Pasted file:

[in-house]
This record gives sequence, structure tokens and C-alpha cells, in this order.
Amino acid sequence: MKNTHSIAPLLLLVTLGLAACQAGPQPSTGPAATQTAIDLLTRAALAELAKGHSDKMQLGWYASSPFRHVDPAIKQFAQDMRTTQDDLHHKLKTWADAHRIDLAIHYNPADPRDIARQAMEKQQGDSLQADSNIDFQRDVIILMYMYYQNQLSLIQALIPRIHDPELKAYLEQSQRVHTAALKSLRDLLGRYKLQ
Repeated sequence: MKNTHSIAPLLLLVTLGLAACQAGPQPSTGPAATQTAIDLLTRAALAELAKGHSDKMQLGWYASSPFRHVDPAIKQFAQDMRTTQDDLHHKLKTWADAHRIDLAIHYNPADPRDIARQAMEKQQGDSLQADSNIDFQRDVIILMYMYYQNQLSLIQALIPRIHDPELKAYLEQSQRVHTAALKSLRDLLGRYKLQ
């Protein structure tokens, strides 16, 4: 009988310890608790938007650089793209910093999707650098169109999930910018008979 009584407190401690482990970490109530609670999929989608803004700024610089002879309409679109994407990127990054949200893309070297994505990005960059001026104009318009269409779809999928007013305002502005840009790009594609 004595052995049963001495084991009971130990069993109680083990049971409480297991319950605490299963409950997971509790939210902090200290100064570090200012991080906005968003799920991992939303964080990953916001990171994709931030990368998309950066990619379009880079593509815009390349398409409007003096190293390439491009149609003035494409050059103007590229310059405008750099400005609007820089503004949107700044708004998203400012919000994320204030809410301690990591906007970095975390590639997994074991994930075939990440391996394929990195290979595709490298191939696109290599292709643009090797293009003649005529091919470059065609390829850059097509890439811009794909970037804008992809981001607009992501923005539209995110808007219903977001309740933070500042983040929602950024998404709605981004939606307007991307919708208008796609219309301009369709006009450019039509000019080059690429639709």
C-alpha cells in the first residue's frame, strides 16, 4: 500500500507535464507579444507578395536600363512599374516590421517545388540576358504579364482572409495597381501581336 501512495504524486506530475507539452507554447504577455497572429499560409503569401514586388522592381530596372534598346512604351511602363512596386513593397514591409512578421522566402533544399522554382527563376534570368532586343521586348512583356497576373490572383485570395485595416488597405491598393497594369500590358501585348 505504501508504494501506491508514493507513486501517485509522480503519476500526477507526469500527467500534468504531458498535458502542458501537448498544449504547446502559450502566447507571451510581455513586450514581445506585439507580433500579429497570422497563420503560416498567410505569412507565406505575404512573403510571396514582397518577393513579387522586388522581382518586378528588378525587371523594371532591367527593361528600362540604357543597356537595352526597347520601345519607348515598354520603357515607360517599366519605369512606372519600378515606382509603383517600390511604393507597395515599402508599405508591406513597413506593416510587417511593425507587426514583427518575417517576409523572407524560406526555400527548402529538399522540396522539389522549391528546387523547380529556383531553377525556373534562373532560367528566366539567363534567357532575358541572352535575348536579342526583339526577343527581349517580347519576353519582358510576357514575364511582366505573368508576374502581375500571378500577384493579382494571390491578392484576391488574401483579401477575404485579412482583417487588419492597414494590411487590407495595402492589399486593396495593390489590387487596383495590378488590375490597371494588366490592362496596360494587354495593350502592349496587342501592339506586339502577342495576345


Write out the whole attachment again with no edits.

[in-house]
This record gives sequence, structure tokens and C-alpha cells, in this order.
Amino acid sequence: MKNTHSIAPLLLLVTLGLAACQAGPQPSTGPAATQTAIDLLTRAALAELAKGHSDKMQLGWYASSPFRHVDPAIKQFAQDMRTTQDDLHHKLKTWADAHRIDLAIHYNPADPRDIARQAMEKQQGDSLQADSNIDFQRDVIILMYMYYQNQLSLIQALIPRIHDPELKAYLEQSQRVHTAALKSLRDLLGRYKLQ
Repeated sequence: MKNTHSIAPLLLLVTLGLAACQAGPQPSTGPAATQTAIDLLTRAALAELAKGHSDKMQLGWYASSPFRHVDPAIKQFAQDMRTTQDDLHHKLKTWADAHRIDLAIHYNPADPRDIARQAMEKQQGDSLQADSNIDFQRDVIILMYMYYQNQLSLIQALIPRIHDPELKAYLEQSQRVHTAALKSLRDLLGRYKLQ
């Protein structure tokens, strides 16, 4: 009988310890608790938007650089793209910093999707650098169109999930910018008979 009584407190401690482990970490109530609670999929989608803004700024610089002879309409679109994407990127990054949200893309070297994505990005960059001026104009318009269409779809999928007013305002502005840009790009594609 004595052995049963001495084991009971130990069993109680083990049971409480297991319950605490299963409950997971509790939210902090200290100064570090200012991080906005968003799920991992939303964080990953916001990171994709931030990368998309950066990619379009880079593509815009390349398409409007003096190293390439491009149609003035494409050059103007590229310059405008750099400005609007820089503004949107700044708004998203400012919000994320204030809410301690990591906007970095975390590639997994074991994930075939990440391996394929990195290979595709490298191939696109290599292709643009090797293009003649005529091919470059065609390829850059097509890439811009794909970037804008992809981001607009992501923005539209995110808007219903977001309740933070500042983040929602950024998404709605981004939606307007991307919708208008796609219309301009369709006009450019039509000019080059690429639709």
C-alpha cells in the first residue's frame, strides 16, 4: 500500500507535464507579444507578395536600363512599374516590421517545388540576358504579364482572409495597381501581336 501512495504524486506530475507539452507554447504577455497572429499560409503569401514586388522592381530596372534598346512604351511602363512596386513593397514591409512578421522566402533544399522554382527563376534570368532586343521586348512583356497576373490572383485570395485595416488597405491598393497594369500590358501585348 505504501508504494501506491508514493507513486501517485509522480503519476500526477507526469500527467500534468504531458498535458502542458501537448498544449504547446502559450502566447507571451510581455513586450514581445506585439507580433500579429497570422497563420503560416498567410505569412507565406505575404512573403510571396514582397518577393513579387522586388522581382518586378528588378525587371523594371532591367527593361528600362540604357543597356537595352526597347520601345519607348515598354520603357515607360517599366519605369512606372519600378515606382509603383517600390511604393507597395515599402508599405508591406513597413506593416510587417511593425507587426514583427518575417517576409523572407524560406526555400527548402529538399522540396522539389522549391528546387523547380529556383531553377525556373534562373532560367528566366539567363534567357532575358541572352535575348536579342526583339526577343527581349517580347519576353519582358510576357514575364511582366505573368508576374502581375500571378500577384493579382494571390491578392484576391488574401483579401477575404485579412482583417487588419492597414494590411487590407495595402492589399486593396495593390489590387487596383495590378488590375490597371494588366490592362496596360494587354495593350502592349496587342501592339506586339502577342495576345